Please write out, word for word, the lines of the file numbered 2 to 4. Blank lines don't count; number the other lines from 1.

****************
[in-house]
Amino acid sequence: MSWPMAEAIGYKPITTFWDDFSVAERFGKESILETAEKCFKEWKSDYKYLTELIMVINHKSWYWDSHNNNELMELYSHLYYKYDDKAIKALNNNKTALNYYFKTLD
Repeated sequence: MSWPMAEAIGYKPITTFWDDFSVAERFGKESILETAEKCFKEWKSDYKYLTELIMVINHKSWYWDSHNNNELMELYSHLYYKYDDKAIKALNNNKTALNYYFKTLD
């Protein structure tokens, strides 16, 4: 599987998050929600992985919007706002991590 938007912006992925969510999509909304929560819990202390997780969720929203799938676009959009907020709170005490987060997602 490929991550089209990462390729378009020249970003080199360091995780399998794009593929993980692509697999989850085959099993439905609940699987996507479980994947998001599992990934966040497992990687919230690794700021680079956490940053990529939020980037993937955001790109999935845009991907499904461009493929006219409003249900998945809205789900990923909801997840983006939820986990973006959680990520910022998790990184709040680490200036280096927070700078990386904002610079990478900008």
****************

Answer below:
Amino acid sequence: MSWPMAEAIGYKPITTFWDDFSVAERFGKESILETAEKCFKEWKSDYKYLTELIMVINHKSWYWDSHNNNELMELYSHLYYKYDDKAIKALNNNKTALNYYFKTLD
Repeated sequence: MSWPMAEAIGYKPITTFWDDFSVAERFGKESILETAEKCFKEWKSDYKYLTELIMVINHKSWYWDSHNNNELMELYSHLYYKYDDKAIKALNNNKTALNYYFKTLD
């Protein structure tokens, strides 16, 4: 599987998050929600992985919007706002991590 938007912006992925969510999509909304929560819990202390997780969720929203799938676009959009907020709170005490987060997602 490929991550089209990462390729378009020249970003080199360091995780399998794009593929993980692509697999989850085959099993439905609940699987996507479980994947998001599992990934966040497992990687919230690794700021680079956490940053990529939020980037993937955001790109999935845009991907499904461009493929006219409003249900998945809205789900990923909801997840983006939820986990973006959680990520910022998790990184709040680490200036280096927070700078990386904002610079990478900008």